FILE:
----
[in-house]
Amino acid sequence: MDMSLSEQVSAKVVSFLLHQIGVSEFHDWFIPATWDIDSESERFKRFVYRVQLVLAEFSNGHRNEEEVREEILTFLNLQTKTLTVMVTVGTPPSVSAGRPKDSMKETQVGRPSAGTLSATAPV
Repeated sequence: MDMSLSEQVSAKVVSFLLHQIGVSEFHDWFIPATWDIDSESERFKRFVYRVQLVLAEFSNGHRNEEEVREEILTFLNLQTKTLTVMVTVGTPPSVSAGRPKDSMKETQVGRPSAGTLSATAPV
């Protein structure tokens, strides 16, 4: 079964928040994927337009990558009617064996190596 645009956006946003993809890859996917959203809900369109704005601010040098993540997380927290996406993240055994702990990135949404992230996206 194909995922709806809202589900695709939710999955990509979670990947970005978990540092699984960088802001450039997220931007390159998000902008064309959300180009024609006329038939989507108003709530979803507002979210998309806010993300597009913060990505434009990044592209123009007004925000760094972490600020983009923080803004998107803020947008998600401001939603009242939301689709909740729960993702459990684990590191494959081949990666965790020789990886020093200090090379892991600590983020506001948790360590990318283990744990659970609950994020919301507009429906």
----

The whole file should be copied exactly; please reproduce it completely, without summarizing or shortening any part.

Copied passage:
[in-house]
Amino acid sequence: MDMSLSEQVSAKVVSFLLHQIGVSEFHDWFIPATWDIDSESERFKRFVYRVQLVLAEFSNGHRNEEEVREEILTFLNLQTKTLTVMVTVGTPPSVSAGRPKDSMKETQVGRPSAGTLSATAPV
Repeated sequence: MDMSLSEQVSAKVVSFLLHQIGVSEFHDWFIPATWDIDSESERFKRFVYRVQLVLAEFSNGHRNEEEVREEILTFLNLQTKTLTVMVTVGTPPSVSAGRPKDSMKETQVGRPSAGTLSATAPV
């Protein structure tokens, strides 16, 4: 079964928040994927337009990558009617064996190596 645009956006946003993809890859996917959203809900369109704005601010040098993540997380927290996406993240055994702990990135949404992230996206 194909995922709806809202589900695709939710999955990509979670990947970005978990540092699984960088802001450039997220931007390159998000902008064309959300180009024609006329038939989507108003709530979803507002979210998309806010993300597009913060990505434009990044592209123009007004925000760094972490600020983009923080803004998107803020947008998600401001939603009242939301689709909740729960993702459990684990590191494959081949990666965790020789990886020093200090090379892991600590983020506001948790360590990318283990744990659970609950994020919301507009429906």